Have you noticed you stop reading articles before coming to the end? Or that professional development books have fewer pages? Has attention span been affected by Email and Twitter? Many notice these changes in their own behavior and the behavior of the learners in their classrooms. This attention reduction changes the way information is obtained and will ultimately affect the manner in which teaching and learning takes place.
We have already heard about the addictive effects of our smartphones. Recently 60 Minutes reran Anderson Cooper’s segment entitled, “Hooked on Your Phone? The report revealed how easily we are distracted by a sound coming from our smartphones and the difficulty most have ignoring it. How often have you allowed your attention to wander during a meeting or at a conference and a check of the phone has become the norm? We use the word “allowed” because we do, after all, have an ability to control our attention. Partial attention is devoted to most things. Students who listen while texting split their attention between where they are physically and where their minds. The latest adaptation of short attention span teaching is found in the videos that now appear on Facebook and Twitter. One thought, one idea, one instruction...no reading necessary.
The ability of the adults to remain ‘present’ both in their role as learners and their role in their relationship with those learners in their classrooms is challenged. The shrinking attention span of the students is influenced by the manner in which information is shared in the world outside of school. With buzzing in pockets and peer pressure to be constantly connected and available, the distraction from the moment is increasing. The beep, even if it isn’t yours, is like a magnet drawing you in to the world calling from the smartphone. Student engagement has long been of concern to educators. It is increasingly at risk.
We do not mean to disparage the competition the digital environment is presenting. Nor do we suggest succumbing to the shrinking attention span by yielding to shorter time on task for learners. But, it is a moment to pause and consider how to proceed with how teaching and learning in this context. We can both recognize the power of the digital distraction and the value of personal, self fueled, dogged attention to a task.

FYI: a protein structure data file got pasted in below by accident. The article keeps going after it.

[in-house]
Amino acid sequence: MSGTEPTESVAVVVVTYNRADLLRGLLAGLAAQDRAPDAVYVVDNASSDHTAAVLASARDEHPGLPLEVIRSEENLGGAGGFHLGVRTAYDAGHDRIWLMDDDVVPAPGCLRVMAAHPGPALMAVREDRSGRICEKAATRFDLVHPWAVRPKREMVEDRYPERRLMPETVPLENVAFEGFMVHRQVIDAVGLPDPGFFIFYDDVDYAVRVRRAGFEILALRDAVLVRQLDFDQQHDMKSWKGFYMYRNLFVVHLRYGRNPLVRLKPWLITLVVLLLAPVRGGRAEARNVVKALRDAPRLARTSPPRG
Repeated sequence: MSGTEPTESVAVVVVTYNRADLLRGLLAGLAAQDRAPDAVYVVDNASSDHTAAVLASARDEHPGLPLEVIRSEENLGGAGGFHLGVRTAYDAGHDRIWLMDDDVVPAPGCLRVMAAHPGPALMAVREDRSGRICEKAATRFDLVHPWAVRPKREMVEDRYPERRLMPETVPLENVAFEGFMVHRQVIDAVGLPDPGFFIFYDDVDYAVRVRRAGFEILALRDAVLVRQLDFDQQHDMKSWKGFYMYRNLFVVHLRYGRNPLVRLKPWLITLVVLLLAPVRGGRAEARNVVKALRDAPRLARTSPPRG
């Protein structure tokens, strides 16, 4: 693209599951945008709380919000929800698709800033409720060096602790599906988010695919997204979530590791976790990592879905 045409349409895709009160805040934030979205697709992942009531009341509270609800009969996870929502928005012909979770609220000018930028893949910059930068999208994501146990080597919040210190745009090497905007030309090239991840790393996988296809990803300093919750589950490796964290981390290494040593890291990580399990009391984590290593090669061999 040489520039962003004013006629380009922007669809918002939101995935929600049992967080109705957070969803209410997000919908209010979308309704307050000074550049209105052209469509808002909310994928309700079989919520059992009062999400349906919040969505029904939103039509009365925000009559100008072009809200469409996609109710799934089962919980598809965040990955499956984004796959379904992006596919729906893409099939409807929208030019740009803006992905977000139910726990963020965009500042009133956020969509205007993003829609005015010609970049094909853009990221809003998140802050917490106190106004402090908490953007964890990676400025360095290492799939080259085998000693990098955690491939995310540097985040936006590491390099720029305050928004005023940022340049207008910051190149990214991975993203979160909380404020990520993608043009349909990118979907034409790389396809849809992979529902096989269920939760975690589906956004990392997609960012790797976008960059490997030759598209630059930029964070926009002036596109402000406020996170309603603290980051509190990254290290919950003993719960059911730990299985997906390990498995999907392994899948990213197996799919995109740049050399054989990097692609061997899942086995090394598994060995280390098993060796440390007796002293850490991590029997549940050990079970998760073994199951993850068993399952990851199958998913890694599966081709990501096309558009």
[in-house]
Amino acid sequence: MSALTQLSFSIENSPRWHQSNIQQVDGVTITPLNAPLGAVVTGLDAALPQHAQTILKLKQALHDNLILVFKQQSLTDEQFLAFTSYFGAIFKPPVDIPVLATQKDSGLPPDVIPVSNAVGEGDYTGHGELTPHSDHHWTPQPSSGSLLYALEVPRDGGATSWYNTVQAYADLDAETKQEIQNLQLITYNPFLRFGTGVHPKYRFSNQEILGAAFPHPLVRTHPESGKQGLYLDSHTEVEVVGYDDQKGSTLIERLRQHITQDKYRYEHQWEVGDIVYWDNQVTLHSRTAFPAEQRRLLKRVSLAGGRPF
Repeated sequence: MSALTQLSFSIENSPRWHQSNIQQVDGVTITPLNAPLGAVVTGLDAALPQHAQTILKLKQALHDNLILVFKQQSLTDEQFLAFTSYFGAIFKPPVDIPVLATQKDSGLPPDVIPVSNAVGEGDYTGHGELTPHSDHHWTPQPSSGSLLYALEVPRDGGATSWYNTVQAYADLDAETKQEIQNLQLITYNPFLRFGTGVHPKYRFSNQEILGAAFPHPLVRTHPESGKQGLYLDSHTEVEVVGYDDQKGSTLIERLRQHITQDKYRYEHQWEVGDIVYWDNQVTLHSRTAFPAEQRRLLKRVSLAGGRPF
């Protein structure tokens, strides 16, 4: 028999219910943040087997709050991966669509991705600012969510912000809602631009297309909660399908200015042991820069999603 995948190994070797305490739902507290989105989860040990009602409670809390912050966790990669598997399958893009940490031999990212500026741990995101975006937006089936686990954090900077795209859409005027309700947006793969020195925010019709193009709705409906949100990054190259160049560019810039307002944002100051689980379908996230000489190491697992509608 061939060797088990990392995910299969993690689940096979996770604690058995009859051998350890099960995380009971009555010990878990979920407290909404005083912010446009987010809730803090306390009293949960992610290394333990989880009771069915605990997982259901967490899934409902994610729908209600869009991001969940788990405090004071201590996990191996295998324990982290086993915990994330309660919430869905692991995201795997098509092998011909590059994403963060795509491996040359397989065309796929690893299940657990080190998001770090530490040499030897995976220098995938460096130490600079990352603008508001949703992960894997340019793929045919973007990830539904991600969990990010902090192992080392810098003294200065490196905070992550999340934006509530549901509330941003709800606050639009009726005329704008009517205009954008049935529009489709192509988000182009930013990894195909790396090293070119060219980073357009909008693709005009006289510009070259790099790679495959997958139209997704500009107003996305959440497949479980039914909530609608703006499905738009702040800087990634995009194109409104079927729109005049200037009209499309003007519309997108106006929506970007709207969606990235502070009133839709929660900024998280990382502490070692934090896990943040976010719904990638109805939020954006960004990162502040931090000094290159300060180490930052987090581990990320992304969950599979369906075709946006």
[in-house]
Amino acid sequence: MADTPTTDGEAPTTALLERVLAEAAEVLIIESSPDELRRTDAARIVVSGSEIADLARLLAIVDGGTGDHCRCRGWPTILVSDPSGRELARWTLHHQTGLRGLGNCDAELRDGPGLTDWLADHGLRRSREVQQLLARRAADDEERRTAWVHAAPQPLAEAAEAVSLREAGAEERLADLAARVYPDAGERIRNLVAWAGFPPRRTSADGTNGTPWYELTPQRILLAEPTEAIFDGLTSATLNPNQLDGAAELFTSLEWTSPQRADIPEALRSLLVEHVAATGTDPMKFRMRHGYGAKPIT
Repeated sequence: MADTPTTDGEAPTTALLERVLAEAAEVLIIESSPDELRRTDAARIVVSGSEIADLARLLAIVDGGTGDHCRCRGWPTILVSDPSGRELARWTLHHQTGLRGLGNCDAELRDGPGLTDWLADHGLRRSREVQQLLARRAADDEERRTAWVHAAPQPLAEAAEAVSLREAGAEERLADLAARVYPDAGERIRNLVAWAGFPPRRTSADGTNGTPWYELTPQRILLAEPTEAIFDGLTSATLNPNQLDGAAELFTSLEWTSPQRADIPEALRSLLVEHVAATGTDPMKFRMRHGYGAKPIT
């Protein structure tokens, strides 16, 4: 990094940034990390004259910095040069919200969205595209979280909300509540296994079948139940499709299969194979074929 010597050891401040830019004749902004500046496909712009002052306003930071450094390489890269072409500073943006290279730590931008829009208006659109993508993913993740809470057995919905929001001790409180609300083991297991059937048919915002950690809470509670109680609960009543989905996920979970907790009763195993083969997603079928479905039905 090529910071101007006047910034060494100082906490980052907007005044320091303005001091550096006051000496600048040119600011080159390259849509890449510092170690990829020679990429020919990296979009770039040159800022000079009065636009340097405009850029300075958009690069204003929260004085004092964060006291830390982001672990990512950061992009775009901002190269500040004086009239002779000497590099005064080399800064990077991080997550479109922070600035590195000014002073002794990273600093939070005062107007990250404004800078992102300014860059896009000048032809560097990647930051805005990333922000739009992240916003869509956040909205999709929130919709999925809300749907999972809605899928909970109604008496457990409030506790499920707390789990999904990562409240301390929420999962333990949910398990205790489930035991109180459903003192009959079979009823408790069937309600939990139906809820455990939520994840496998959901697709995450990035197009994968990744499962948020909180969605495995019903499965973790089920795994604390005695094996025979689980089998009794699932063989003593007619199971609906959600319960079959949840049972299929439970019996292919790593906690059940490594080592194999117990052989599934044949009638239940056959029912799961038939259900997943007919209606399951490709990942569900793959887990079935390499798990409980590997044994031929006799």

It begins with adults analyzing one’s own attention span, how it is changing and whether the same is happening in the students. A tension needs to be held between the shrinking capacity to focus and the need to strengthen an attention ‘muscle’. We don’t want focus lost if lessons are shortened and time on task decreased in the name of ‘responding to the students’ needs’. On the other hand, refusing to recognize this distractibility leaves us in a lose-lose situation. What is at risk is focus and time on task, both key elements of student engagement. Regardless of the interest and attention students bring to the door, it remains the responsibility of educators to capture and hold their attention. How can lessons develop over time to grab students and motivate them to learn? What are the considerations teachers and the leaders who supervise them making with regard to developing longer attention abilities of their students? How, if one’s own attention span is at risk, can the educators in charge of lesson planning and school activities themselves work to capture and maintain the attention of the students in their charge?
Now is a very good time to take a system wide look at what students are being asked to do as learners. Ask how and where their variety of strengths and interests, distractions, and limits interfere with learning. Ask what can we do to counter the societal influence that has even impacted how we do business in our personal lives and as professionals. It is an important facet of how schools think about teaching and learning. If we don’t begin to address it now, what will be the length of time anyone can attend to a task? Hopefully, schools will intervene so that the surgeons of the future don’t need replacements in a surgery after a few minutes or pilots shorter flights. And, we don’t want educators to shorten classes to 15 minutes because of their own inability to stay focused for longer than that. Watch yourself this week. What is the longest time you stay focused on a single input. What does that say about the faculty and the students?
Ann Myers and Jill Berkowicz are the authors of The STEM Shift (2015, Corwin) a book about leading the shift into 21st century schools. Connect with Ann and Jill on Twitter or Email.
Photo courtesy of Pixabay
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